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Adv Exp Med Biol. 2002;504:29-41.

Biology and ecology of toxigenic Penicillium species.

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Food Science Australia, North Ryde, NSW.


Many Penicillium species produce mycotoxins. The importance of these toxic compounds varies widely, and is governed as much by the biology and ecology of the species concerned as by the inherent toxicity of the compounds themselves. For example, P. citreonigrum and P. islandicum make potent toxins, but as both species are rare in nature, the toxins are not important. Although P. janthinellum and P. simplicissimum are very widely distributed and make potent toxins, these species are rarely found outside soils so again, the toxins are of little practical importance. The very common P. crustosum makes a potent tremorgenic mycotoxin, fortunately, the toxin is only produced at very high water activities. On the other hand, P. verrucosum, unknown in the tropics, is widespread in cereals in cold climates. Consequently, ochratoxin A production by this species causes a major toxicosis. The biology and ecology of these and other Penicillium mycotoxins will be described in this paper.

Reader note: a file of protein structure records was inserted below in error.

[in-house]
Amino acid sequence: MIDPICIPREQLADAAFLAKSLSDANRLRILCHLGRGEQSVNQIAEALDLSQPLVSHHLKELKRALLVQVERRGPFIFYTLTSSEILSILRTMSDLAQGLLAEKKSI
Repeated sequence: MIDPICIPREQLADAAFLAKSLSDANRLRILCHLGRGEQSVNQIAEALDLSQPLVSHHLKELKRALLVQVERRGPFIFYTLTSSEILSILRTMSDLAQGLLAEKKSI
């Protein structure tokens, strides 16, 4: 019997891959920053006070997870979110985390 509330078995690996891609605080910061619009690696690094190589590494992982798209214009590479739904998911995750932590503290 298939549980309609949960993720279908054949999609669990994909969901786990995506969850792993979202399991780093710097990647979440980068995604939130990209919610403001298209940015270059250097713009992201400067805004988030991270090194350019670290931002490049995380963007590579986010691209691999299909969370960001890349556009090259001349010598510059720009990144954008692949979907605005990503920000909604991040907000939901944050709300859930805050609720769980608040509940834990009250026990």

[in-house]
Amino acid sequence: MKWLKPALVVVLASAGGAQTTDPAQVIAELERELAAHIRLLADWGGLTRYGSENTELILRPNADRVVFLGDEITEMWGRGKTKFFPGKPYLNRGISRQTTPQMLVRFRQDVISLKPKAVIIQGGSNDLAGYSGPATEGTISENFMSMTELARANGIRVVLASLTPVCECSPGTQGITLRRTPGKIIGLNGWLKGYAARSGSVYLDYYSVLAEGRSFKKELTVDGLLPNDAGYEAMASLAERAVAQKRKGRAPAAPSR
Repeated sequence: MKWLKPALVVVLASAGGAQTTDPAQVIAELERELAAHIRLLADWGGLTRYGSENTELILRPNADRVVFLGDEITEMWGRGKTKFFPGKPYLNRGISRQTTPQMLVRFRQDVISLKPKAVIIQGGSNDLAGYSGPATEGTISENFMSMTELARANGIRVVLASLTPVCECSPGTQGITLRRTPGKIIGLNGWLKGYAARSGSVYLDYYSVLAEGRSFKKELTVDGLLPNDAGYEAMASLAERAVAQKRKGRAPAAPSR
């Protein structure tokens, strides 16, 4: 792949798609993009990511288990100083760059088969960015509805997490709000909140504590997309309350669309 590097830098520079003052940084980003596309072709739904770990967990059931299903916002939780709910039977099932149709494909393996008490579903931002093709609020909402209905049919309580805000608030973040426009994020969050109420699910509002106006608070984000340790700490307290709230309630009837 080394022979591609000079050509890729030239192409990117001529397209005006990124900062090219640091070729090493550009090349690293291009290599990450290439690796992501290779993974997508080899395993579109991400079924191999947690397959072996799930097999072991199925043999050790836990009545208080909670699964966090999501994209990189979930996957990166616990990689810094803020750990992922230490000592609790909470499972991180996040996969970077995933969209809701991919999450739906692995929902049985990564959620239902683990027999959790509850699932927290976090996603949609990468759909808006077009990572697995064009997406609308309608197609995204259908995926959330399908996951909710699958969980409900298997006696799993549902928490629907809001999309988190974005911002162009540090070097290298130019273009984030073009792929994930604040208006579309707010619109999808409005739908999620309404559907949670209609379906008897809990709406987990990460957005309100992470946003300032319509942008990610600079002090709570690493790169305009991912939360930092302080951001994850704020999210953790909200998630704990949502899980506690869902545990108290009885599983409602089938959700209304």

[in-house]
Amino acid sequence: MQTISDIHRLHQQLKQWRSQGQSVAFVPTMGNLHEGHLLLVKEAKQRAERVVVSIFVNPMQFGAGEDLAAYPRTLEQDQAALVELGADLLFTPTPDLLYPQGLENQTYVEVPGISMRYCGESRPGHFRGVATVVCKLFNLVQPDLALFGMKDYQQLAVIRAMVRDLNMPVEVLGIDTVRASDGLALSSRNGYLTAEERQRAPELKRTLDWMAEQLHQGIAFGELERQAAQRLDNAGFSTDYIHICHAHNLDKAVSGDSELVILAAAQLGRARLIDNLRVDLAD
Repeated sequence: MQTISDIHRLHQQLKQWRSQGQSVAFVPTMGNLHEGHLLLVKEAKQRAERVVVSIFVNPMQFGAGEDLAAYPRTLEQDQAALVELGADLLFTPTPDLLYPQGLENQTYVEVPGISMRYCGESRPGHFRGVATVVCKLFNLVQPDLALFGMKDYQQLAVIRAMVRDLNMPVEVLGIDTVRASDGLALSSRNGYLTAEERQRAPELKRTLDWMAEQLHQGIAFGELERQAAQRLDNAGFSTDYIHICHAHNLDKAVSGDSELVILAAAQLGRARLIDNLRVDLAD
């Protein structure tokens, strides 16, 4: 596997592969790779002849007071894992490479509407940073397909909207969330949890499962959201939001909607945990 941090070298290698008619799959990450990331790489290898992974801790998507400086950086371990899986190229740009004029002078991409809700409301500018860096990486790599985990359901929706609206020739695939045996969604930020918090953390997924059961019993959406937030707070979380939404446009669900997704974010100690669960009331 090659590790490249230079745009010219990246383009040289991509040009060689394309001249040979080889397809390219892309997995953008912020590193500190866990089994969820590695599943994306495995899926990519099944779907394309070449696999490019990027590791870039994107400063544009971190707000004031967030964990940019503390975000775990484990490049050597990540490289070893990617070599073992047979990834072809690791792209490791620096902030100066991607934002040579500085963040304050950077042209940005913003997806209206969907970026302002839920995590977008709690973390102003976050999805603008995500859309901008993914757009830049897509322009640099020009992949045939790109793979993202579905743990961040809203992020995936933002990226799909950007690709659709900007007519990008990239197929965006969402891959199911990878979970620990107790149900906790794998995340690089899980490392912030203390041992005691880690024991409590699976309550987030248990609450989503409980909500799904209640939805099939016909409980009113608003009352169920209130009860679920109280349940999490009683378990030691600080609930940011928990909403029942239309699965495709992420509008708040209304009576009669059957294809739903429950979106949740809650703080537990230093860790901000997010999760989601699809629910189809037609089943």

[Indexed for MEDLINE]

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